Satellite data supports mapping of ground deformation

Grindelwald, Switzerland
Credit: ESA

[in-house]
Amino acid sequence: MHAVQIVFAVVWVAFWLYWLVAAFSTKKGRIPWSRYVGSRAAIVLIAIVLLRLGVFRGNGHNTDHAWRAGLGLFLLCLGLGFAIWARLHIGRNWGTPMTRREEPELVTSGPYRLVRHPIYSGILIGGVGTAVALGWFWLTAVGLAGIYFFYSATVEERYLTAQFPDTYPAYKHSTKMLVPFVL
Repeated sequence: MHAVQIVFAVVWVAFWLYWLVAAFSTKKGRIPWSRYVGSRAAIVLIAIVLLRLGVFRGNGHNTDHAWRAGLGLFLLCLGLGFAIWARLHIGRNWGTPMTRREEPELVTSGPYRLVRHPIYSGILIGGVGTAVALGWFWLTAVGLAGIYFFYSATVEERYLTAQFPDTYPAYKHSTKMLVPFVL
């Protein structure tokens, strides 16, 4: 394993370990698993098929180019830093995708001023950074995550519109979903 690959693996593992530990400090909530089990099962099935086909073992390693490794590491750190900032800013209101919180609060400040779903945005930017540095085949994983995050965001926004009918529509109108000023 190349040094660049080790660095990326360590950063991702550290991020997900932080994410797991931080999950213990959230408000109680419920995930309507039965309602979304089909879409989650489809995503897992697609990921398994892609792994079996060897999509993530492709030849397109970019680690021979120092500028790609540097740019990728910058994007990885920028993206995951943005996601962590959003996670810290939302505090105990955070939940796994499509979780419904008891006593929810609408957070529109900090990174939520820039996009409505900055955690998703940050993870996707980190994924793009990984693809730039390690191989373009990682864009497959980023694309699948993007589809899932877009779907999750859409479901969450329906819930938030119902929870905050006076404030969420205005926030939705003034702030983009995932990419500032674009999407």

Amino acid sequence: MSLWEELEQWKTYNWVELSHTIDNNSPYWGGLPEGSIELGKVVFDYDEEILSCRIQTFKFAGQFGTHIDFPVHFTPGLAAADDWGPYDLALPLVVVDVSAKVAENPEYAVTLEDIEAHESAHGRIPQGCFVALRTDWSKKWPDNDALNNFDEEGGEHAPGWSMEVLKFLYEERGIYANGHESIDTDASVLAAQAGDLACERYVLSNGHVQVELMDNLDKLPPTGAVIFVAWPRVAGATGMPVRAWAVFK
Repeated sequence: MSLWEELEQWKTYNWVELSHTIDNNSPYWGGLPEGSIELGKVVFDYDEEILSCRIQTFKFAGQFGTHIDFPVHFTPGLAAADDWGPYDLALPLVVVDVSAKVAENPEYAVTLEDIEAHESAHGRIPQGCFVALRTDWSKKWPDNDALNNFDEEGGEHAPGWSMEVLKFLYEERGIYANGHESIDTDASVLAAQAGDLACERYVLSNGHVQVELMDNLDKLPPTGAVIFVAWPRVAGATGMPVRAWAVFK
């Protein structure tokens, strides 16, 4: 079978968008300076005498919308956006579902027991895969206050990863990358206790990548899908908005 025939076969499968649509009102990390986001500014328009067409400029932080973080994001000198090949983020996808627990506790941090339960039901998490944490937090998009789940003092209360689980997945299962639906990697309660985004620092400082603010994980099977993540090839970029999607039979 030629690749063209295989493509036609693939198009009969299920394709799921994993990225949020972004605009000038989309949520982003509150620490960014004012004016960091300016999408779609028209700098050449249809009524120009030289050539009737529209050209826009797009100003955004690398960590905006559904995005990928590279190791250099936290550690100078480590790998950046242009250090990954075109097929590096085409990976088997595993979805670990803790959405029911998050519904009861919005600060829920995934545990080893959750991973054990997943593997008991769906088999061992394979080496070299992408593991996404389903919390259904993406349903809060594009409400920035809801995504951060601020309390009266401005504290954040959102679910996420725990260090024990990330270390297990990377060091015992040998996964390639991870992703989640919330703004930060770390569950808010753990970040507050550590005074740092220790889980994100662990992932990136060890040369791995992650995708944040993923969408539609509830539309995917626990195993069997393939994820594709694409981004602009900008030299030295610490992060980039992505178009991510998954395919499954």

Archived radar data from the Envisat mission are playing an important role in mapping landslides in Switzerland. The mission’s vast archives continue to prove useful for mapping ground deformation. Landslides are a natural hazard of special relevance in Alpine regions. Earth-observing satellites – specifically those equipped with radars – can help scientists to map and monitor ground movement. From their orbits some 800 km above the ground, satellite radars can detect these ground deformations down to within centimeters. When two or more radar images of the same area are combined, positional changes are revealed. This technique, called Differential Interferometric Synthetic Aperture Radar – or DInSAR – has become a useful tool for detecting ground deformation. The Swiss corporation Gamma Remote Sensing began using DInSAR on Swiss landslides with data from ESA’s ERS missions in 2000. Following Envisat’s launch in 2002, they continued to detect and monitor alpine land displacement for the next decade. Using the radar data, Gamma Remote Sensing provides deformation maps that are used by Swiss cantons to generate regional hazard maps. This process is overseen by the Swiss Federal Office for the environment, which is responsible for minimising natural hazards, protecting the environment and reducing risks to human health.From 2014, data from the Sentinel-1 mission will be used to build upon the existing archive and provide monitoring.